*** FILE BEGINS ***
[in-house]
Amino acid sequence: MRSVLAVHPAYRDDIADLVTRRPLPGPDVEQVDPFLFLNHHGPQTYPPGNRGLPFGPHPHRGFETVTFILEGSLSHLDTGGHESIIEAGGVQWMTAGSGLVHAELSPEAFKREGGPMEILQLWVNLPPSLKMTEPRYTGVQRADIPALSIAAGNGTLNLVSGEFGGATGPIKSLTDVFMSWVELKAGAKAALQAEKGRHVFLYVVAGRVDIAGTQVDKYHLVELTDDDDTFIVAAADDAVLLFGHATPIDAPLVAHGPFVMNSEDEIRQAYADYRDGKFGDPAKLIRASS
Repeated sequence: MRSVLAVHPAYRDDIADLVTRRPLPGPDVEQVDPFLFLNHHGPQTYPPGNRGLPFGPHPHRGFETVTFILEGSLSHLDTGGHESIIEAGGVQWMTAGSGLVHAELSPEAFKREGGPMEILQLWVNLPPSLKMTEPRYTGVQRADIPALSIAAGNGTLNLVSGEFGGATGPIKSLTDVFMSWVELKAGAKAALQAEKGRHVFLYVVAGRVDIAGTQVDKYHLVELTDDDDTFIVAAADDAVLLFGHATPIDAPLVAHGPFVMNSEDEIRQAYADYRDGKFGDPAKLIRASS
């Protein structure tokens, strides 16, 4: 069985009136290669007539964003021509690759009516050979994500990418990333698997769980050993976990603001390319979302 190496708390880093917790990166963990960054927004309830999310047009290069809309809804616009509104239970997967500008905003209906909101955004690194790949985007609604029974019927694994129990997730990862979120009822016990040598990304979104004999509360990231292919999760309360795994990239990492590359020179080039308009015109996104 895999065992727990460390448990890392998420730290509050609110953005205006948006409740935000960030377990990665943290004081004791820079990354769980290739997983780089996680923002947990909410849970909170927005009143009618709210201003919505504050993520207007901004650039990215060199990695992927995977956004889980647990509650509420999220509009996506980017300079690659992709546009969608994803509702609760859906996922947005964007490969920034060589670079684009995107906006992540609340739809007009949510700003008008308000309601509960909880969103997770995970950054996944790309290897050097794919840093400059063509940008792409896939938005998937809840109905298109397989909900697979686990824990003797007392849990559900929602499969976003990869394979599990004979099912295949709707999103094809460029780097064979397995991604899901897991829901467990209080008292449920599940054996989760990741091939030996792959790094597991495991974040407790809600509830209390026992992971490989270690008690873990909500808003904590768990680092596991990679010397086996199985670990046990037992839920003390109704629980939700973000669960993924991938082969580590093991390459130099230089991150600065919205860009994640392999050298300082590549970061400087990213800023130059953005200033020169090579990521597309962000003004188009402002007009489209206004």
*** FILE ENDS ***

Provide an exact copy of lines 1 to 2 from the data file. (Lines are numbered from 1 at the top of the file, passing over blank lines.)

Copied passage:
[in-house]
Amino acid sequence: MRSVLAVHPAYRDDIADLVTRRPLPGPDVEQVDPFLFLNHHGPQTYPPGNRGLPFGPHPHRGFETVTFILEGSLSHLDTGGHESIIEAGGVQWMTAGSGLVHAELSPEAFKREGGPMEILQLWVNLPPSLKMTEPRYTGVQRADIPALSIAAGNGTLNLVSGEFGGATGPIKSLTDVFMSWVELKAGAKAALQAEKGRHVFLYVVAGRVDIAGTQVDKYHLVELTDDDDTFIVAAADDAVLLFGHATPIDAPLVAHGPFVMNSEDEIRQAYADYRDGKFGDPAKLIRASS